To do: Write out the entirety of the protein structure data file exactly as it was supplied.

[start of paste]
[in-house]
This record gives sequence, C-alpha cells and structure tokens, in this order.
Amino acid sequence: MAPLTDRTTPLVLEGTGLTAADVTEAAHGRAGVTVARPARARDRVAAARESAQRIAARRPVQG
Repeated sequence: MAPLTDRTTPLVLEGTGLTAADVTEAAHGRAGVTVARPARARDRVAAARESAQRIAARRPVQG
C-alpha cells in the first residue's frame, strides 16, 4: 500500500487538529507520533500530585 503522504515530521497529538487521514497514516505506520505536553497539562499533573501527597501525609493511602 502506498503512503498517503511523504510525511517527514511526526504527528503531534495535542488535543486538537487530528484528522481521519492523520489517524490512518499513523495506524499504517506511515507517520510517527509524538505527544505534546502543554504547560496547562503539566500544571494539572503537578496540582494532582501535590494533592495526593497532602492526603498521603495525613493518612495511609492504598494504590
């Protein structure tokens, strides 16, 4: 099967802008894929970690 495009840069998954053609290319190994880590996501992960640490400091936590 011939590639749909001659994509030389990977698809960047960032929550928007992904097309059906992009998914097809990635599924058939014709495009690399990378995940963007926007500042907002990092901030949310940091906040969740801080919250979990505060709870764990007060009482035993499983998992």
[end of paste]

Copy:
[in-house]
This record gives sequence, C-alpha cells and structure tokens, in this order.
Amino acid sequence: MAPLTDRTTPLVLEGTGLTAADVTEAAHGRAGVTVARPARARDRVAAARESAQRIAARRPVQG
Repeated sequence: MAPLTDRTTPLVLEGTGLTAADVTEAAHGRAGVTVARPARARDRVAAARESAQRIAARRPVQG
C-alpha cells in the first residue's frame, strides 16, 4: 500500500487538529507520533500530585 503522504515530521497529538487521514497514516505506520505536553497539562499533573501527597501525609493511602 502506498503512503498517503511523504510525511517527514511526526504527528503531534495535542488535543486538537487530528484528522481521519492523520489517524490512518499513523495506524499504517506511515507517520510517527509524538505527544505534546502543554504547560496547562503539566500544571494539572503537578496540582494532582501535590494533592495526593497532602492526603498521603495525613493518612495511609492504598494504590
């Protein structure tokens, strides 16, 4: 099967802008894929970690 495009840069998954053609290319190994880590996501992960640490400091936590 011939590639749909001659994509030389990977698809960047960032929550928007992904097309059906992009998914097809990635599924058939014709495009690399990378995940963007926007500042907002990092901030949310940091906040969740801080919250979990505060709870764990007060009482035993499983998992």